Luke 20:27-40

The idea of these little devotionals is simple. I want to approach scripture with the understanding that God is speaking. I’m reading through the Bible and listening for God to ask me questions. I expect these questions to be fairly open-ended and plan to carry them in my mind throughout the day. I’ll share these questions with you in the hope that you find them challenging and helpful.

Luke 20:27-40
27 There came to him some Sadducees, those who deny that there is a resurrection, 28 and they asked him a question, saying, “Teacher, Moses wrote for us that if a man’s brother dies, having a wife but no children, the man[f] must take the widow and raise up offspring for his brother. 29 Now there were seven brothers. The first took a wife, and died without children. 30 And the second 31 and the third took her, and likewise all seven left no children and died. 32 Afterward the woman also died. 33 In the resurrection, therefore, whose wife will the woman be? For the seven had her as wife.”

34 And Jesus said to them, “The sons of this age marry and are given in marriage, 35 but those who are considered worthy to attain to that age and to the resurrection from the dead neither marry nor are given in marriage, 36 for they cannot die anymore, because they are equal to angels and are sons of God, being sons[g] of the resurrection. 37 But that the dead are raised, even Moses showed, in the passage about the bush, where he calls the Lord the God of Abraham and the God of Isaac and the God of Jacob. 38 Now he is not God of the dead, but of the living, for all live to him.” 39 Then some of the scribes answered, “Teacher, you have spoken well.” 40 For they no longer dared to ask him any question.

First, a thought:

The Sadducees, we’re told, don’t believe in the resurrection. In other words, they think this life is all there is. Their argument here seems to be something like, “If there were a resurrection and people lived again after death there would be all kinds of problems that don’t make any sense to us. For example, there were seven brothers…”

I find it fascinating that on this one occasion Jesus simply gives them a straight answer.  No riddles. No stories. First he tells them something about the next life that they didn’t know. New information not included in their scriptures. Then he passes by their specific spoken question and addresses the heart of their issue by explaining to them a passage of scripture they did know, and knew well. But apparently, not well enough.

I know there are those who don’t believe scripture at all. (They are likely not reading this blog, but who knows? Anyway, you probably know someone like that.) I’ve spoken with folks who ask questions about stuff in the bible. Stuff they think simply can’t be true. Because if it were true it would raise all kinds of issues for them that don’t make any sense.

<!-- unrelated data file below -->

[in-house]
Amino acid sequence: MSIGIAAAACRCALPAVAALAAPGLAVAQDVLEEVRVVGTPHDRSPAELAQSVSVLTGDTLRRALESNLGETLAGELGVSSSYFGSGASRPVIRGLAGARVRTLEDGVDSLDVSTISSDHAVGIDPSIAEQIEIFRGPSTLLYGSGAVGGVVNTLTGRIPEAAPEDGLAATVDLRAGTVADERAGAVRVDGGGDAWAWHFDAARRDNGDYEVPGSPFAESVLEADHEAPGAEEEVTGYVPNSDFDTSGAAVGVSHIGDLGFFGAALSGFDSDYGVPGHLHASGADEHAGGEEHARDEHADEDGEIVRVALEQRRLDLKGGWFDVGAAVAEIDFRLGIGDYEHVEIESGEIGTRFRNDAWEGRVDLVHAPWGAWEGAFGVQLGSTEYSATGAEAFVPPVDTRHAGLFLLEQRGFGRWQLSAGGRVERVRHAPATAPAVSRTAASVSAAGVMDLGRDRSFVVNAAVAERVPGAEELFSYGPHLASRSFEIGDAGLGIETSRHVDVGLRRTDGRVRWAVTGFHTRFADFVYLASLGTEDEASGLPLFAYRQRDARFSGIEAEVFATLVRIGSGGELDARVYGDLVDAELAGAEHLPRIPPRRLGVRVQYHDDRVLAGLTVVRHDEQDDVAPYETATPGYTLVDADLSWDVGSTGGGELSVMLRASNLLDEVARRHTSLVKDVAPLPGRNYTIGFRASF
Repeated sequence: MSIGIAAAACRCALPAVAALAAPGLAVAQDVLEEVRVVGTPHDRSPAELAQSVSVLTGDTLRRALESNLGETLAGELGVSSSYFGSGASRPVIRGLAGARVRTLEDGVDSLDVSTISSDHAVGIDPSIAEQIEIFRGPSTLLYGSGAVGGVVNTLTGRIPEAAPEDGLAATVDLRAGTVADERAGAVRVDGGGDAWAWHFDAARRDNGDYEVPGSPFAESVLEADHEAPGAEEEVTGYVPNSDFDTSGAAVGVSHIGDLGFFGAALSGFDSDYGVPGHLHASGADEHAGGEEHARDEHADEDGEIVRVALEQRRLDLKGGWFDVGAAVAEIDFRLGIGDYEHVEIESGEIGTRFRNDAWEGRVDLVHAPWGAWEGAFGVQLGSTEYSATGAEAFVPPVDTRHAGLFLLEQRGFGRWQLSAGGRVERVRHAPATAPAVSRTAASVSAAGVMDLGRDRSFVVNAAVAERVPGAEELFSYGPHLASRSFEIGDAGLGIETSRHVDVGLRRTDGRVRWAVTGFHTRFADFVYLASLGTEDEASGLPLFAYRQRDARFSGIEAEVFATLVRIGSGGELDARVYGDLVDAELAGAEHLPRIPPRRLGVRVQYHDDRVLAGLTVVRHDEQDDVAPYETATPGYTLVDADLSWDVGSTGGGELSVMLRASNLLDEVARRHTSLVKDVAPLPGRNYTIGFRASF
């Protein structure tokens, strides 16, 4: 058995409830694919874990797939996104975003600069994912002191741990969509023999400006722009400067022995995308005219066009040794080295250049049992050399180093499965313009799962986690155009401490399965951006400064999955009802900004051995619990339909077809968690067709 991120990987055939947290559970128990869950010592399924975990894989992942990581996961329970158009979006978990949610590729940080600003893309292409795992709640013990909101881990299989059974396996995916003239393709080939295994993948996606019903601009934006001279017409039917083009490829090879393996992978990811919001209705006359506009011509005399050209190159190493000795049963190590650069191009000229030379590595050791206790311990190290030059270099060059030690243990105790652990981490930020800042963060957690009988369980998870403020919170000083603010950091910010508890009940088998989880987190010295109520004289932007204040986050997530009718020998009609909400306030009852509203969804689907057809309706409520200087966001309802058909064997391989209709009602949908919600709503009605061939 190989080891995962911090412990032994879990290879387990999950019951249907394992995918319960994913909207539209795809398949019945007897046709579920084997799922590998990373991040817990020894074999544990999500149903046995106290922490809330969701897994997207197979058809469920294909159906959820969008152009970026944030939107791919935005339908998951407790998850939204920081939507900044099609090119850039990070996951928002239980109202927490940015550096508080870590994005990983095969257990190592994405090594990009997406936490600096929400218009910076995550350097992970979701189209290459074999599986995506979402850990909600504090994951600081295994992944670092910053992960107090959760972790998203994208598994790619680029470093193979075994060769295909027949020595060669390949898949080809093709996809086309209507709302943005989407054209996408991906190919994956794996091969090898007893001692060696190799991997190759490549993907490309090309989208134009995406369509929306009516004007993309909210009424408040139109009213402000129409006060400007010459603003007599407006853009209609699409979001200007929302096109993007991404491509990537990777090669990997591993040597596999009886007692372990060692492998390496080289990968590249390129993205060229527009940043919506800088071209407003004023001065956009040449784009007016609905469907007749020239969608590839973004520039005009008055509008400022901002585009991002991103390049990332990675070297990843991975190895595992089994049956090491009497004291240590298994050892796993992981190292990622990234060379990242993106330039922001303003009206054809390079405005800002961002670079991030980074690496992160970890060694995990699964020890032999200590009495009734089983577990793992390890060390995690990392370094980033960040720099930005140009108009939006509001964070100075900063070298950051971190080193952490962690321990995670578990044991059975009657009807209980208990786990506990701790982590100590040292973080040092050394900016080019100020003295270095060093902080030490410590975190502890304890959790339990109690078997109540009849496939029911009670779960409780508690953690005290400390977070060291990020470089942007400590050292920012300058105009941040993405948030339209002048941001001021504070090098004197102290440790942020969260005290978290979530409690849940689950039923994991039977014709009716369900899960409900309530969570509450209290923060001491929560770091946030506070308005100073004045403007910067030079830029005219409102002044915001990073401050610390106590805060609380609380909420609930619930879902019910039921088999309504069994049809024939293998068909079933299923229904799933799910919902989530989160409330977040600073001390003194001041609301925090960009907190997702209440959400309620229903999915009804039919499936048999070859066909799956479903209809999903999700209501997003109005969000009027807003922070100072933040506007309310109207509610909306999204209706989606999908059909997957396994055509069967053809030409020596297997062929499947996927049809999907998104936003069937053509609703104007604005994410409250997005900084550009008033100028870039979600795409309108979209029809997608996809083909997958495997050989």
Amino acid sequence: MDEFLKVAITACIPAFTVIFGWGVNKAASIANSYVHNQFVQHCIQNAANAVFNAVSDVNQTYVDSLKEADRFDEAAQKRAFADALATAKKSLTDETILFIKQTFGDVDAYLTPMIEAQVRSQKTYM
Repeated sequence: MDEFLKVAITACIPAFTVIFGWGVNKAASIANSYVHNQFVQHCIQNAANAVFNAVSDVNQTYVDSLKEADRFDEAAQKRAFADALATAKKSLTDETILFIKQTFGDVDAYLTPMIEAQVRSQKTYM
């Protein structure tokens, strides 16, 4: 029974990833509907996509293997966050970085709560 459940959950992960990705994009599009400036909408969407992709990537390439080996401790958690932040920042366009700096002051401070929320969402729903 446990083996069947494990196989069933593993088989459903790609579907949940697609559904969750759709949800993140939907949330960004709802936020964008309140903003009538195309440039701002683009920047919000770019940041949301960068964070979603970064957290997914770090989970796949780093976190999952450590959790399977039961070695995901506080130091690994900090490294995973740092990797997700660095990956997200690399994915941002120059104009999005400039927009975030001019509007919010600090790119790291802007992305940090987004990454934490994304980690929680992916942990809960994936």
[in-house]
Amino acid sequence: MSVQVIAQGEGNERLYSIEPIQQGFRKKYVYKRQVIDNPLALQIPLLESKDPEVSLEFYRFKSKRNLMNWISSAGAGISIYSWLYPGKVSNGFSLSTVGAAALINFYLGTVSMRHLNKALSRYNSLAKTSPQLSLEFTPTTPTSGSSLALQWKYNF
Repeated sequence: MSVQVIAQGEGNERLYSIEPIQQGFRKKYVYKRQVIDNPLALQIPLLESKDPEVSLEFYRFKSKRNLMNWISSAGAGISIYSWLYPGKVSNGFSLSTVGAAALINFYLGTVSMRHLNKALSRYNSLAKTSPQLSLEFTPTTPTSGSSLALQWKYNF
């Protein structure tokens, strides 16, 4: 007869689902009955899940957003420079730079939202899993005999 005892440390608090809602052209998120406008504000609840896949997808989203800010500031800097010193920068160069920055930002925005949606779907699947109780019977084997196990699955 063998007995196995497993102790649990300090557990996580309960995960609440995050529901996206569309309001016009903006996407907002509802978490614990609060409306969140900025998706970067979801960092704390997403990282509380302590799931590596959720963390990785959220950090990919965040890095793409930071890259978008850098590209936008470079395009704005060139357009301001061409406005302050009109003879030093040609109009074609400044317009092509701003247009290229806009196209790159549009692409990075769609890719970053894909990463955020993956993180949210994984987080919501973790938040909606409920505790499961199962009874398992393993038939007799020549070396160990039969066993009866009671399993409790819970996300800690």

I also know people who believe scripture and follow Jesus, but can’t quite swallow everything the bible teaches about some things. Like morality, for example. They read what scripture says, but figure it must mean something else. Because if it were really all completely true it would raise all kinds of issues for them that just don’t make any sense.

With that in mind, this is what I hear God asking me:
Is it possible that Jesus’ would answer both of these people the same way he answered the Sadducees?
Is it possible that Jesus has some information we do not?
Is it possible that Jesus can see right past your spoken objection into your heart?
Is it possible that Jesus might point to a passage of scripture you thought you knew and lay it out for you in a way you never considered?

Yes.

Yes, it is.


Is God asking you anything more, or anything different?
I’d love to hear from you in the comments below.


Luke 20:19-26

The idea of these little devotionals is simple. I want to approach scripture with the understanding that God is speaking. I’m reading through the Bible and listening for God to ask me questions. I expect these questions to be fairly open-ended and plan to carry them in my mind throughout the day. I’ll share these questions with you in the hope that you find them challenging and helpful.

Luke 20:19-26
19 The scribes and the chief priests sought to lay hands on him at that very hour, for they perceived that he had told this parable against them, but they feared the people. 20 So they watched him and sent spies, who pretended to be sincere, that they might catch him in something he said, so as to deliver him up to the authority and jurisdiction of the governor. 21 So they asked him, “Teacher, we know that you speak and teach rightly, and show no partiality,[d] but truly teach the way of God. 22 Is it lawful for us to give tribute to Caesar, or not?” 23 But he perceived their craftiness, and said to them, 24 “Show me a denarius.[e] Whose likeness and inscription does it have?” They said, “Caesar’s.” 25 He said to them, “Then render to Caesar the things that are Caesar’s, and to God the things that are God’s.” 26 And they were not able in the presence of the people to catch him in what he said, but marveling at his answer they became silent.

From this passage I hear God asking me:
Verse 21: Did anyone buy this bald-faced lie?
What was their real motivation for this question?
Why would it not be right for Jews to “give tribute to Caesar”?
Is it right for the Christian to pay income taxes?